• Attendance (averaging 14,009, 29th out of 30 in the majors) will be in the spotlight as the Rays within a few months will let St. Petersburg know if they would consider a new stadium at the Trop site, or elsewhere in the city, their only current legal option. But new Tampa Mayor Jane Castor told the Tampa Bay Times she “will do what I can to have the Rays move to Tampa.’’ It will be interesting, if the Rays say no to St. Pete, if Mayor Rick Kriseman retains a regional view and makes a deal, albeit on different terms, to allow them to look again in Tampa. Also, to see what sites Castor has in mind and what people (Jeff Vinik?) she can get involved.
• Impact of the Rays’ use of the opener pitching strategy keeps spreading. Incentives in left-hander Gio Gonzalez’s deal with the Brewers are based on a points system tied to innings per outing (such as working behind an opener) rather than the standard starts or appearances. Also, several Japanese league teams have experimented with openers.
• Did MLB officials not see how the Red Sox’s plan to reschedule Friday’s rainout for June 8 was tough on the Rays, increasing an already taxing stretch to 21 games in 20 days, June 4-23? Or did they?
With Vlad Guerrero Jr. called up by the Blue Jays and joining Fernando Tatis Jr. and Eloy Jimenez in the majors, Rays Class A shortstop Wander Franco becomes the top prospect in the minors, per preseason lists by Baseball America, ESPN’s Keith Law , fangraphs.com. … In-game Trop host Angella Sharpe has left, heading home to St. Louis to pursue other opportunities. … If it seemed odd that pitcher Casey Sadler drove through the night from Durham, N.C., with his family and their camper in tow for what, not surprisingly, was a short stay with the Rays (one day), there was a bit of a reason. Per a teammate, Sadler mistakenly thought he was out of options and thus more likely to be kept around longer. … Former Rays/now Cubs manager Joe Maddon came out with a beer, cheekily called Try Not To Suck (available for now only in Chicago), to benefit his Respect 90 Foundation and Rags of Honor 1, a nonprofit that helps homeless vets. He plans to open a brewery. … If you want to see Guerrero play, the Jays’ first visit to the Trop is May 27-29. … Condolences to the family of Braulio Lara, a Rays minor-league pitcher for seven seasons, who was killed in a car crash last weekend in his native Dominican Republic. … Brendan McKay through three starts and 13⅔ innings at Double-A Montgomery: 27 strikeouts, nine hits, three walks. But at the plate: .190 average, .485 OPS, 15 Ks in 42 at-bats. … Brandon Lowe made Richard Justice’s mlb.com list of “eight unheralded youngsters we’ve already fallen in love with.’’ … Fans complaining about buying jerseys only to see their favorite Rays traded might consider numberless multiple-choice options such as Lowe (Brandon, Nate, Josh) and Franco (Wander, Mike).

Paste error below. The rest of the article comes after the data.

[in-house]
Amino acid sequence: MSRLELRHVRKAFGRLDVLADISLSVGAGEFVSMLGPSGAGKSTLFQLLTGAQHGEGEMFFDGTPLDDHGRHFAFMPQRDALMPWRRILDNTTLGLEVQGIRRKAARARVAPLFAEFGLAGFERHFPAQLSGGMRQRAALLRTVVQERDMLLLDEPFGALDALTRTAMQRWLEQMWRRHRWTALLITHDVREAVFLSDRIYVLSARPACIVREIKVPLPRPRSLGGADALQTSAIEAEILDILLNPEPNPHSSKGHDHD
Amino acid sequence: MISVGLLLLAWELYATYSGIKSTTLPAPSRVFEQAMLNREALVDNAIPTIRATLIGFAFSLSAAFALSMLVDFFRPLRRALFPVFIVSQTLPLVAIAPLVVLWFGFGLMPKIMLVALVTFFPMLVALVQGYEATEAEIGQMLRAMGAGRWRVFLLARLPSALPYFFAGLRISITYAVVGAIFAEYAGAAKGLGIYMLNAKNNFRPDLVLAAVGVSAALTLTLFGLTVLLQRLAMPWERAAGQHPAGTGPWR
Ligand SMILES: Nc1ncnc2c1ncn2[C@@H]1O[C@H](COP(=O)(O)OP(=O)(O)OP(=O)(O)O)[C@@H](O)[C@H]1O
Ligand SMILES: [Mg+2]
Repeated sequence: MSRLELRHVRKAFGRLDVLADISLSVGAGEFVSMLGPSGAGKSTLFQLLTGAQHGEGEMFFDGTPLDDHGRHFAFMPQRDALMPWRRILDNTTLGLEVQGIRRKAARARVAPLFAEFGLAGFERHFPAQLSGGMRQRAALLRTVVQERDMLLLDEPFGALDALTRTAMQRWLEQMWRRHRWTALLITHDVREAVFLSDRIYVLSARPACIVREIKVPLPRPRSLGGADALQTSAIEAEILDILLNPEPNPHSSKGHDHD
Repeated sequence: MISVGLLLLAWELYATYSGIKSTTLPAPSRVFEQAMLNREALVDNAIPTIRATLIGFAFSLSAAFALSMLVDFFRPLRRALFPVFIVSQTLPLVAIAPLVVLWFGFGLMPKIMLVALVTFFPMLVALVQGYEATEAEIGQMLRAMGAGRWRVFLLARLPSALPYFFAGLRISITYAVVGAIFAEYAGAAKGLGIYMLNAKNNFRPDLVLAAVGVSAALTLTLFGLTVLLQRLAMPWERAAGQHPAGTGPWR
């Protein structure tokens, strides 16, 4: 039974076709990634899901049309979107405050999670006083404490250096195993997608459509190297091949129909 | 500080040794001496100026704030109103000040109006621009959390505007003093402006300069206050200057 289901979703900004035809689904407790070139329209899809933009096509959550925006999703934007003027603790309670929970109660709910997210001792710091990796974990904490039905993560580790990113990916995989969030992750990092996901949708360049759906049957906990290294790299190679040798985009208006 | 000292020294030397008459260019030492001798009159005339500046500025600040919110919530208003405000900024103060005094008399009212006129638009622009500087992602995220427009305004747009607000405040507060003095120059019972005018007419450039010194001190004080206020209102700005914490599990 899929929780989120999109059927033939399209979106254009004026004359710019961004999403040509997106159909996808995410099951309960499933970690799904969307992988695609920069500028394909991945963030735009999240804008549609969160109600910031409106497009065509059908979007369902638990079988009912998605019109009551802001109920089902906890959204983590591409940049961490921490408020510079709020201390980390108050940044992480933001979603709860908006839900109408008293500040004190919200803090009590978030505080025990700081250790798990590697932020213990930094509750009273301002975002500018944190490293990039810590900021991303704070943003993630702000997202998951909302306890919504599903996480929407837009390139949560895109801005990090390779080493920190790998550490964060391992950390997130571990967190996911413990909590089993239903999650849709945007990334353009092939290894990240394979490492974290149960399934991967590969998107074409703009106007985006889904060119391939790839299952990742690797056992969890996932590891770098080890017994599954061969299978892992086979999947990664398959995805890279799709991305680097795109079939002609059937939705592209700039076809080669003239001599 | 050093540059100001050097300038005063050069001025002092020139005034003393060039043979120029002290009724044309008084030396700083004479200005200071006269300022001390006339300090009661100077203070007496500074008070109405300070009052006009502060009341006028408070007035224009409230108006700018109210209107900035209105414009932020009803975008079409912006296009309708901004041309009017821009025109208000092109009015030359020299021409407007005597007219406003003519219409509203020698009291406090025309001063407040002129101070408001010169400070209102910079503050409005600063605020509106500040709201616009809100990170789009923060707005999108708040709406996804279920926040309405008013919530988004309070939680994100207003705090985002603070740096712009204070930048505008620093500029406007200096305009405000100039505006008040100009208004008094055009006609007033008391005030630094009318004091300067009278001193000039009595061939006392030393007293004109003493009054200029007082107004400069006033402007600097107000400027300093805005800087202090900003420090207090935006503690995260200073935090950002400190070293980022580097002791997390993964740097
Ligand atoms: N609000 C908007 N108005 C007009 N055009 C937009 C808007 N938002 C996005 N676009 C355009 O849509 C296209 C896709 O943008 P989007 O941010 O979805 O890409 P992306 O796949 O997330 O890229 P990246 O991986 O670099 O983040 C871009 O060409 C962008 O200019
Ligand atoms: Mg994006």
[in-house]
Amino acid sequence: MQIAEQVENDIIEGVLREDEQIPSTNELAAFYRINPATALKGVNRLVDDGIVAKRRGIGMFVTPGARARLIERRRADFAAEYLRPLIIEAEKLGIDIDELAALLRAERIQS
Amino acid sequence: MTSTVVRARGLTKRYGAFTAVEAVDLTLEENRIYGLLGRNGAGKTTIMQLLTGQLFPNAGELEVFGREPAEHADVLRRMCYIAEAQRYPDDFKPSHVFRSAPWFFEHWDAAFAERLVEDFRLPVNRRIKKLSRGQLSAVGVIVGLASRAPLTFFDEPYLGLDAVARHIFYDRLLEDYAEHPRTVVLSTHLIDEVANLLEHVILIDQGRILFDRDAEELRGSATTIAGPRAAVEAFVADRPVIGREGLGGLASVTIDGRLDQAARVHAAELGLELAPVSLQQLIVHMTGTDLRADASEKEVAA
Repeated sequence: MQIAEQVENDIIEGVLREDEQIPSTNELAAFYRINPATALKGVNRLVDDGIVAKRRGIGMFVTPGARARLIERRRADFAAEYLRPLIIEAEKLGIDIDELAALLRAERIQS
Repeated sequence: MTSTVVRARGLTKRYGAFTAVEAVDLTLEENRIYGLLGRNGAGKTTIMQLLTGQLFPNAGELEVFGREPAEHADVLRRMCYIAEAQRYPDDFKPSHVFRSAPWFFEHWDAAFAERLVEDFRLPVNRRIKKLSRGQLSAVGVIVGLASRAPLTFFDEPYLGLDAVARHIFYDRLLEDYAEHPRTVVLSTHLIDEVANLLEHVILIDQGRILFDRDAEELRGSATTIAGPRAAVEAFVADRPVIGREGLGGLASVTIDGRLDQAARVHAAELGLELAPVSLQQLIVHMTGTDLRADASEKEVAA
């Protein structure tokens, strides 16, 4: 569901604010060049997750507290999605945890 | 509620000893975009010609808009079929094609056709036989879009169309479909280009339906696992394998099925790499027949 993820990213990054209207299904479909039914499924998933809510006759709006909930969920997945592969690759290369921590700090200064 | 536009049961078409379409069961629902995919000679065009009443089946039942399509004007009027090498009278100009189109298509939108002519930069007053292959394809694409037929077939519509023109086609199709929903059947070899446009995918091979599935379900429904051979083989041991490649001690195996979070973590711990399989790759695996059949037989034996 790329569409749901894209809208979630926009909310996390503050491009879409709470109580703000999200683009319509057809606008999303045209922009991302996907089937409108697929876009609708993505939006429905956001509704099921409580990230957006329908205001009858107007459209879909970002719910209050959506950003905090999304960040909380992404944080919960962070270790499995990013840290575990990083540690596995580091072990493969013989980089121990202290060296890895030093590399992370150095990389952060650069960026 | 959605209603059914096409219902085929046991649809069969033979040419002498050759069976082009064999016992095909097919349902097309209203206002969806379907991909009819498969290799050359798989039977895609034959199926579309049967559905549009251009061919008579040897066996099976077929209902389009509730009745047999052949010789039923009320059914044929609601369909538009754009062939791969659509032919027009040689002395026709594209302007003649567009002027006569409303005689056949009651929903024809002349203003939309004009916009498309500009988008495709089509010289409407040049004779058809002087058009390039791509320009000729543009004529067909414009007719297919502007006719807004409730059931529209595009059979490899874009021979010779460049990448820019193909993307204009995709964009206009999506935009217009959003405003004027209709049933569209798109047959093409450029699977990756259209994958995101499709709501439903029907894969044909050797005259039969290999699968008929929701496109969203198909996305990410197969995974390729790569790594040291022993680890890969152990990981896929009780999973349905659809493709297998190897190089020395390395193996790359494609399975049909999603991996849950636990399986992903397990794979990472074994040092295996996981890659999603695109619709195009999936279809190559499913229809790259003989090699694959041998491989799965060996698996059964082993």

Contact Marc Topkin at firstname.lastname@example.org. Follow @TBTimes_Rays.